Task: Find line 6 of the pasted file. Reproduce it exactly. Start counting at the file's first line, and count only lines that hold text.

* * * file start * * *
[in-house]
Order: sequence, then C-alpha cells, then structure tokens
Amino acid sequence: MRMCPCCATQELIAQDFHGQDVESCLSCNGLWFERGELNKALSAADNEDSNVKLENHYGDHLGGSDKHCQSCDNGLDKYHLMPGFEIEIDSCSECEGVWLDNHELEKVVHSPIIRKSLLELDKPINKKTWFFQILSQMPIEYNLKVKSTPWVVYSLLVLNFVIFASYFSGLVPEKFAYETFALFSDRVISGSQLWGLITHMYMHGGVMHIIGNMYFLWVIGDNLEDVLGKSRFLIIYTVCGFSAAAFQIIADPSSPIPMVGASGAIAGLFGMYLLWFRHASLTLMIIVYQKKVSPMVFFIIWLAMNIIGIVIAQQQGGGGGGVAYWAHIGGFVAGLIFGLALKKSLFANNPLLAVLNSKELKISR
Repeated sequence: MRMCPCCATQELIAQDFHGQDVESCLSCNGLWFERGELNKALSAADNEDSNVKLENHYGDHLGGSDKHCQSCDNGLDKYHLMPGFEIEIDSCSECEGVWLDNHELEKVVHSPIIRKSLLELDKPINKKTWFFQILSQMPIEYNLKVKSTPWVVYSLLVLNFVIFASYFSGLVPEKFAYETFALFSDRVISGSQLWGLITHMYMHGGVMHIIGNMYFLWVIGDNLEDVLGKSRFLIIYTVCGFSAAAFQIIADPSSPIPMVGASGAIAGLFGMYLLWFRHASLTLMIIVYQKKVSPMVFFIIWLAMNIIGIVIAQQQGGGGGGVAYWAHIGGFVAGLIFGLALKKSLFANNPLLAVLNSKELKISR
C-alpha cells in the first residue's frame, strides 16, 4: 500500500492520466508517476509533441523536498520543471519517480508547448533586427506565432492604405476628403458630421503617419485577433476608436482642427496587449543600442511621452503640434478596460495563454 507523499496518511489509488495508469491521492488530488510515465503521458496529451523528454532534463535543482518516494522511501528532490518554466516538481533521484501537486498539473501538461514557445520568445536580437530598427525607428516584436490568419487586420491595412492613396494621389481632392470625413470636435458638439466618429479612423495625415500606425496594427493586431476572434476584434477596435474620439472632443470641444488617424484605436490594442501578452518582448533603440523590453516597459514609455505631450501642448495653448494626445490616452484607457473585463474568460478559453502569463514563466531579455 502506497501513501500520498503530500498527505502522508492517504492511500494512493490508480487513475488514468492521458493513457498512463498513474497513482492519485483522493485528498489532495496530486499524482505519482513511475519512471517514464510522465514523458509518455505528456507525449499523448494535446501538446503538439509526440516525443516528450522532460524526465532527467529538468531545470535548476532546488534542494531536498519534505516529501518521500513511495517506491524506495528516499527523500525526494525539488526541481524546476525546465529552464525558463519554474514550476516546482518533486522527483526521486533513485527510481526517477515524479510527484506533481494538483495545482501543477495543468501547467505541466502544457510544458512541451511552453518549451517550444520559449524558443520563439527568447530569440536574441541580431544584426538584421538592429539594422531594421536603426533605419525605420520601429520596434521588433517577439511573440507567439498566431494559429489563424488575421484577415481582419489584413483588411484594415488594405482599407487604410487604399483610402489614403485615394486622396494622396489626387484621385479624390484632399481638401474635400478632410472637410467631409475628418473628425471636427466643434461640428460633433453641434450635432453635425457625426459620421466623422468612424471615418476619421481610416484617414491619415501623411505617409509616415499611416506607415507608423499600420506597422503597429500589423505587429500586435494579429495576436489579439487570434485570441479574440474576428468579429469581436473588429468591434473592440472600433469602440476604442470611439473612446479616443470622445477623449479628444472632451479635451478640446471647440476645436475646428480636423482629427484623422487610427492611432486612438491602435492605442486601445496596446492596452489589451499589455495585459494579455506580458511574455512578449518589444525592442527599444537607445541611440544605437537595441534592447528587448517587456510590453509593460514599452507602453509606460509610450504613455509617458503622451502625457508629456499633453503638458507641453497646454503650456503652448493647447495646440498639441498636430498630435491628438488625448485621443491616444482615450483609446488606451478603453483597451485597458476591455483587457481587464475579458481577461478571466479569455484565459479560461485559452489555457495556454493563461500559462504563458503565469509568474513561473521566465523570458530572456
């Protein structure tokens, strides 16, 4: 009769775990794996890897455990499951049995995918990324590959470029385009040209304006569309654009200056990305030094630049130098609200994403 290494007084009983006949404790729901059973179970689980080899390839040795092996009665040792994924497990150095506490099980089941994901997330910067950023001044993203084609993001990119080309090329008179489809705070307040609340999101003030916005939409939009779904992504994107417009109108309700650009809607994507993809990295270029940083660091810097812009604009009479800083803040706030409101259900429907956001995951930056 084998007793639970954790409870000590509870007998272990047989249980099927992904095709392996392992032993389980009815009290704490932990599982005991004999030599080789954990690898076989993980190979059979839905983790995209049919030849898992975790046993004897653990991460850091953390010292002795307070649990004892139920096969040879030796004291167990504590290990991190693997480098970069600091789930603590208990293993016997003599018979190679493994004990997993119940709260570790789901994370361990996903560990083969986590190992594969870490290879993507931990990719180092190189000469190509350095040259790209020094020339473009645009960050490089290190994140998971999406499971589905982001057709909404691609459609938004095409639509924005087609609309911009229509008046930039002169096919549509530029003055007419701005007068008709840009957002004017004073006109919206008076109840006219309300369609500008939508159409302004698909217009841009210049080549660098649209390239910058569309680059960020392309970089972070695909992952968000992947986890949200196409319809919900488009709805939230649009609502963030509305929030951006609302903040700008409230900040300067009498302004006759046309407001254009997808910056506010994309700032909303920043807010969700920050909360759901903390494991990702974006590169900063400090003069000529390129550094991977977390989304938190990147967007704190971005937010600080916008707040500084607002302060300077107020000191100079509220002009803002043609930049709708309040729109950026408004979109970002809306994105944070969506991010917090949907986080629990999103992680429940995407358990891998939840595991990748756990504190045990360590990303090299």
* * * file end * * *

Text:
């Protein structure tokens, strides 16, 4: 009769775990794996890897455990499951049995995918990324590959470029385009040209304006569309654009200056990305030094630049130098609200994403 290494007084009983006949404790729901059973179970689980080899390839040795092996009665040792994924497990150095506490099980089941994901997330910067950023001044993203084609993001990119080309090329008179489809705070307040609340999101003030916005939409939009779904992504994107417009109108309700650009809607994507993809990295270029940083660091810097812009604009009479800083803040706030409101259900429907956001995951930056 084998007793639970954790409870000590509870007998272990047989249980099927992904095709392996392992032993389980009815009290704490932990599982005991004999030599080789954990690898076989993980190979059979839905983790995209049919030849898992975790046993004897653990991460850091953390010292002795307070649990004892139920096969040879030796004291167990504590290990991190693997480098970069600091789930603590208990293993016997003599018979190679493994004990997993119940709260570790789901994370361990996903560990083969986590190992594969870490290879993507931990990719180092190189000469190509350095040259790209020094020339473009645009960050490089290190994140998971999406499971589905982001057709909404691609459609938004095409639509924005087609609309911009229509008046930039002169096919549509530029003055007419701005007068008709840009957002004017004073006109919206008076109840006219309300369609500008939508159409302004698909217009841009210049080549660098649209390239910058569309680059960020392309970089972070695909992952968000992947986890949200196409319809919900488009709805939230649009609502963030509305929030951006609302903040700008409230900040300067009498302004006759046309407001254009997808910056506010994309700032909303920043807010969700920050909360759901903390494991990702974006590169900063400090003069000529390129550094991977977390989304938190990147967007704190971005937010600080916008707040500084607002302060300077107020000191100079509220002009803002043609930049709708309040729109950026408004979109970002809306994105944070969506991010917090949907986080629990999103992680429940995407358990891998939840595991990748756990504190045990360590990303090299």